A teen at the center of a video confrontation with a Native American organizer of a march in Washington, D.C., is set to appear on mainstream media Tuesday morning to say he did nothing to provoke anyone and sought to calm the situation.
"Today’s" Savannah Guthrie asked junior Nick Sandmann of Covington Catholic High School in Kentucky: “Do you feel from this experience that you owe anybody an apology? Do you see your own fault in any way?”
He replied: “As far as standing there, I had every right to do so. My position is that I was not disrespectful to Mr. (Nathan) Phillips. I respect him. I’d like to talk to him. I mean, in hindsight, I wish we could’ve walked away and avoided the whole thing.”
Many Americans on the left, from journalists to celebrities, were quick to judge the group of high school students who were accused of mocking a Native American participant in the Indigenous Peoples March, which coincided with the March for Life over the weekend.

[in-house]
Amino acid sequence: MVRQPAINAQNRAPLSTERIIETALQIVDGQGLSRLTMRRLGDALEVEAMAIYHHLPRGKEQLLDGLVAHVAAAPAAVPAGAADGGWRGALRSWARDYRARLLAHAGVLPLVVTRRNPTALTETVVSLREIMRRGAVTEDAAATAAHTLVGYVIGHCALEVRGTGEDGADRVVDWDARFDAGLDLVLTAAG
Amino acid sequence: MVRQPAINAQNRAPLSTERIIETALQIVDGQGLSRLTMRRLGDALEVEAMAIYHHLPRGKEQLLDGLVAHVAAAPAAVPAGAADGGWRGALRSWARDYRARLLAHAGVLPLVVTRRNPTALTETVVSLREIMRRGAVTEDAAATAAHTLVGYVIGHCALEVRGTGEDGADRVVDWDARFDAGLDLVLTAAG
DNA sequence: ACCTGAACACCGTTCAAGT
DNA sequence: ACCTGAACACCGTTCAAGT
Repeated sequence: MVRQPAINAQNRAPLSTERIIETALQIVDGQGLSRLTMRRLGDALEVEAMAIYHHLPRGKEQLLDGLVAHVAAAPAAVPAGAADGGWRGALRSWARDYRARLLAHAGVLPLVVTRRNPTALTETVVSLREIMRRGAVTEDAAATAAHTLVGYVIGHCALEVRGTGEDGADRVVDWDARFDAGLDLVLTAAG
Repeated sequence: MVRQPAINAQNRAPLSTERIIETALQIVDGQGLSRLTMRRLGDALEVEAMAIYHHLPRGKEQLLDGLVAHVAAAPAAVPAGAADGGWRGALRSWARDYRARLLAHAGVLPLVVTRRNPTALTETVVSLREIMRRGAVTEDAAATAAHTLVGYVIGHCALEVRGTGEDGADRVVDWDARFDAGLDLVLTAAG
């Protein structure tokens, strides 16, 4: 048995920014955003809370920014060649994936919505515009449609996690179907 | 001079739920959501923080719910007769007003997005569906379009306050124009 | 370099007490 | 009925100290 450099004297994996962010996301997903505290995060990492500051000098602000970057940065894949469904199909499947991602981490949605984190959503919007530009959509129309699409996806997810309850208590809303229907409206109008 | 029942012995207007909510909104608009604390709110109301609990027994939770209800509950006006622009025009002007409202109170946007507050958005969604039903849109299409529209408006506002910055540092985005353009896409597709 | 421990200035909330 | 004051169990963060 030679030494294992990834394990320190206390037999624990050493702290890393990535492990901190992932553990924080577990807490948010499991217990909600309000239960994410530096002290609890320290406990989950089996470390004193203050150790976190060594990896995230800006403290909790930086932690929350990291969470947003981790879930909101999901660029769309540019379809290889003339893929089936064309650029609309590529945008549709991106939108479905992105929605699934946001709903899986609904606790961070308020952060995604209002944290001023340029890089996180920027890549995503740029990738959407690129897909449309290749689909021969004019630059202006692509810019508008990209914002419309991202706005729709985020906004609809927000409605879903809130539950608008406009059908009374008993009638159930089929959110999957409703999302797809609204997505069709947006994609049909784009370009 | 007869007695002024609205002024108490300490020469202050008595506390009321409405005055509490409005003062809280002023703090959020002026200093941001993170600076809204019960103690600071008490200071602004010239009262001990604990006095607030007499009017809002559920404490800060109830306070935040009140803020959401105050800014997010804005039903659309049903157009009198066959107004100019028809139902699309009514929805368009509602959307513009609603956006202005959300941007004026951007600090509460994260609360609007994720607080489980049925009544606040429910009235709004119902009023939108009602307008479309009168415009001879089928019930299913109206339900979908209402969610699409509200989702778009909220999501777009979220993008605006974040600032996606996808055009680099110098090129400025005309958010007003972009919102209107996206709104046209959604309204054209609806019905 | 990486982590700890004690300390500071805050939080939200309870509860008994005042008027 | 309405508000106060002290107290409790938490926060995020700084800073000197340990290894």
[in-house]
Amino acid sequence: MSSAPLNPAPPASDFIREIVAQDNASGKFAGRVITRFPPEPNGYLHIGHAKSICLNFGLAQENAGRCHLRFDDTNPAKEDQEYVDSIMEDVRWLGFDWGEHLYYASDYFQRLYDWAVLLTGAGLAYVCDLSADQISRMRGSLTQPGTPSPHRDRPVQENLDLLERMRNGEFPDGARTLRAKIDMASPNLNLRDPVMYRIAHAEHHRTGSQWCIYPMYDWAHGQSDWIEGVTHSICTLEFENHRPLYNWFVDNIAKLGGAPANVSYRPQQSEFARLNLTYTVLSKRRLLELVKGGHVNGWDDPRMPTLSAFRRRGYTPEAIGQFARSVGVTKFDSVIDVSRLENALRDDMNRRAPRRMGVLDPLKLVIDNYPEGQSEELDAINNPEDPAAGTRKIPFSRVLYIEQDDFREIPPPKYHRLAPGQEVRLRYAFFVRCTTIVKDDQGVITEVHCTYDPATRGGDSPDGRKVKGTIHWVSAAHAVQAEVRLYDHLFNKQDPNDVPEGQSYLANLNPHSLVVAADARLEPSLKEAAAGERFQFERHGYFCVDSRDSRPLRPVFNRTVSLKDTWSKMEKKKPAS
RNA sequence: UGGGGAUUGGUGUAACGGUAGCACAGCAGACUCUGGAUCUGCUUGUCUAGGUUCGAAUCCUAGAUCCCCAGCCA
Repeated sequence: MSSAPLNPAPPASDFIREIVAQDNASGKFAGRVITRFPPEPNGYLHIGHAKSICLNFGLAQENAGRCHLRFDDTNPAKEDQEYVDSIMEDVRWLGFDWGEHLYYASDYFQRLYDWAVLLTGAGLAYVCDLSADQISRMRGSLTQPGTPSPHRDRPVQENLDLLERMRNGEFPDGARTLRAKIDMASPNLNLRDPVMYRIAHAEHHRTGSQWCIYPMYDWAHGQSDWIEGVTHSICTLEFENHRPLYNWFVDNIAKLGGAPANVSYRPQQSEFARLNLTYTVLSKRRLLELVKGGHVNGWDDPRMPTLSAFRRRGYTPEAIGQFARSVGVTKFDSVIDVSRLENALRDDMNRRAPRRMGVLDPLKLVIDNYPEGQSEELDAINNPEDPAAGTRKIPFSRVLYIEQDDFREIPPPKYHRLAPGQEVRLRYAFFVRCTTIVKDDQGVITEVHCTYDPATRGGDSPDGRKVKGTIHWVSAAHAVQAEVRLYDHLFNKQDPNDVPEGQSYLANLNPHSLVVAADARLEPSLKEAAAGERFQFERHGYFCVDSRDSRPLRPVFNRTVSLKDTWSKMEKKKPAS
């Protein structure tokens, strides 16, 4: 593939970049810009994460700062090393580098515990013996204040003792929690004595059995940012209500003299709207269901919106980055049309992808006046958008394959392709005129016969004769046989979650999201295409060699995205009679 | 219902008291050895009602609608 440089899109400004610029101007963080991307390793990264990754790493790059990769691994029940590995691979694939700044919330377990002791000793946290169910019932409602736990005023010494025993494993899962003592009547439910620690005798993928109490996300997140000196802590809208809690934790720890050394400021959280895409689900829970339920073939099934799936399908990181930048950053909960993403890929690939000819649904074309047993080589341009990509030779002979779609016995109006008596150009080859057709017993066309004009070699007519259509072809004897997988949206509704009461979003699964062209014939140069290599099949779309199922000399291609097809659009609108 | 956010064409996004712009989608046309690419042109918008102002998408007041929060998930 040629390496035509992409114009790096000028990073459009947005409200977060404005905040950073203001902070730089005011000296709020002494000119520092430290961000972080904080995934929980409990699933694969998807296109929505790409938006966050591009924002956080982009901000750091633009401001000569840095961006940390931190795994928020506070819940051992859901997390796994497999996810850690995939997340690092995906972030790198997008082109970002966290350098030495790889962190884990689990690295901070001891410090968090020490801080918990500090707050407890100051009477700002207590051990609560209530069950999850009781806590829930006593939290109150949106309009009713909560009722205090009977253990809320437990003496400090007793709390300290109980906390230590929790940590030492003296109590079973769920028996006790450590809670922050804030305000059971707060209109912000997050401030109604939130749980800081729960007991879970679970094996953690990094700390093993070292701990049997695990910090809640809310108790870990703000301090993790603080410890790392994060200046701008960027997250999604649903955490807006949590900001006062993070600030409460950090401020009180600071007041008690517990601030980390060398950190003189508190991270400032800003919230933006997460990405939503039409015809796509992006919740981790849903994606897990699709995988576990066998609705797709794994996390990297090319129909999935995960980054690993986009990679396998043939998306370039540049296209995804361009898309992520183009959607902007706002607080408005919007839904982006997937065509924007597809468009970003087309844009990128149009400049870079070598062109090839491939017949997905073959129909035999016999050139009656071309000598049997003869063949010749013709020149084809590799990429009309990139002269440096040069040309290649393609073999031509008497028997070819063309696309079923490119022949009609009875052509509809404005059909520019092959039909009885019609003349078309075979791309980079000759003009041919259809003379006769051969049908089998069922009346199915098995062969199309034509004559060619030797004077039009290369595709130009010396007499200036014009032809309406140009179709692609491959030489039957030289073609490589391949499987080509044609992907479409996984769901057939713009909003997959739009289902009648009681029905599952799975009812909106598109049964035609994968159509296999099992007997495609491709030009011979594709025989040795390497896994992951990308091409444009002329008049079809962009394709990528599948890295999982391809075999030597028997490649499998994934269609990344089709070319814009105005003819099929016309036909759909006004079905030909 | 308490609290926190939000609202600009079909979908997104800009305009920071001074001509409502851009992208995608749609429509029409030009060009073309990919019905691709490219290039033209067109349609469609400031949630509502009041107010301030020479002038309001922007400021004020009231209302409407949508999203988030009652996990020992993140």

Sandmann previously said students were waiting at the Lincoln Memorial for buses to return to Kentucky on Friday when four African-American protesters there began insulting them.
The Native American, Phillips, said he approached the Kentucky students to keep the peace between them and the third group of protesters.
Videos show Sandmann standing very close to Phillips and staring at him as he sang and played the drum.
Other students — some in distinctive “Make America Great Again” hats and sweatshirts — were chanting and laughing.
Sandman said the students began yelling “school spirit chants” to drown out the protesters and he did not hear students chant anything “hateful or racist at any time.”
The Associated Press contributed to this report.